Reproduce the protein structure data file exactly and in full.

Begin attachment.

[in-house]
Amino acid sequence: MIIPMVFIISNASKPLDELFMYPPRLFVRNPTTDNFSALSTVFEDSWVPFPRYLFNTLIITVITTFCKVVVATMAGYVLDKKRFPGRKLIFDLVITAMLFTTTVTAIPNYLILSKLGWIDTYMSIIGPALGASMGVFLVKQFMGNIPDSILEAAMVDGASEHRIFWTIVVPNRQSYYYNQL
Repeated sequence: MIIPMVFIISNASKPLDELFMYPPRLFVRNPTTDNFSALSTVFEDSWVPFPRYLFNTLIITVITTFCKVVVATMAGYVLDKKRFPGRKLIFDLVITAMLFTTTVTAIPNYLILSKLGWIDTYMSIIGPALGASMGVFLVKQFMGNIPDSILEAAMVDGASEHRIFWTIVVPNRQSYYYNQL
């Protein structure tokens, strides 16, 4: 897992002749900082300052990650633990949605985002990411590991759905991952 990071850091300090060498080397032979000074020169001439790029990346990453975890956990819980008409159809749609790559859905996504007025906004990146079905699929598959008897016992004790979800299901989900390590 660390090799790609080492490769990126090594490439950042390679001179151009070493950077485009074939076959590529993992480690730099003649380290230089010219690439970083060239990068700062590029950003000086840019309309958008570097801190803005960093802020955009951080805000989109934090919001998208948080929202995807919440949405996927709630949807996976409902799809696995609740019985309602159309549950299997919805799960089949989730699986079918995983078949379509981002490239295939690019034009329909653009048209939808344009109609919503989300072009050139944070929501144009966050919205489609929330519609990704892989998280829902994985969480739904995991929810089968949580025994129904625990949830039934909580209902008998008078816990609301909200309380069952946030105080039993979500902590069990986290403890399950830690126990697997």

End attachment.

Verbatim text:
[in-house]
Amino acid sequence: MIIPMVFIISNASKPLDELFMYPPRLFVRNPTTDNFSALSTVFEDSWVPFPRYLFNTLIITVITTFCKVVVATMAGYVLDKKRFPGRKLIFDLVITAMLFTTTVTAIPNYLILSKLGWIDTYMSIIGPALGASMGVFLVKQFMGNIPDSILEAAMVDGASEHRIFWTIVVPNRQSYYYNQL
Repeated sequence: MIIPMVFIISNASKPLDELFMYPPRLFVRNPTTDNFSALSTVFEDSWVPFPRYLFNTLIITVITTFCKVVVATMAGYVLDKKRFPGRKLIFDLVITAMLFTTTVTAIPNYLILSKLGWIDTYMSIIGPALGASMGVFLVKQFMGNIPDSILEAAMVDGASEHRIFWTIVVPNRQSYYYNQL
């Protein structure tokens, strides 16, 4: 897992002749900082300052990650633990949605985002990411590991759905991952 990071850091300090060498080397032979000074020169001439790029990346990453975890956990819980008409159809749609790559859905996504007025906004990146079905699929598959008897016992004790979800299901989900390590 660390090799790609080492490769990126090594490439950042390679001179151009070493950077485009074939076959590529993992480690730099003649380290230089010219690439970083060239990068700062590029950003000086840019309309958008570097801190803005960093802020955009951080805000989109934090919001998208948080929202995807919440949405996927709630949807996976409902799809696995609740019985309602159309549950299997919805799960089949989730699986079918995983078949379509981002490239295939690019034009329909653009048209939808344009109609919503989300072009050139944070929501144009966050919205489609929330519609990704892989998280829902994985969480739904995991929810089968949580025994129904625990949830039934909580209902008998008078816990609301909200309380069952946030105080039993979500902590069990986290403890399950830690126990697997």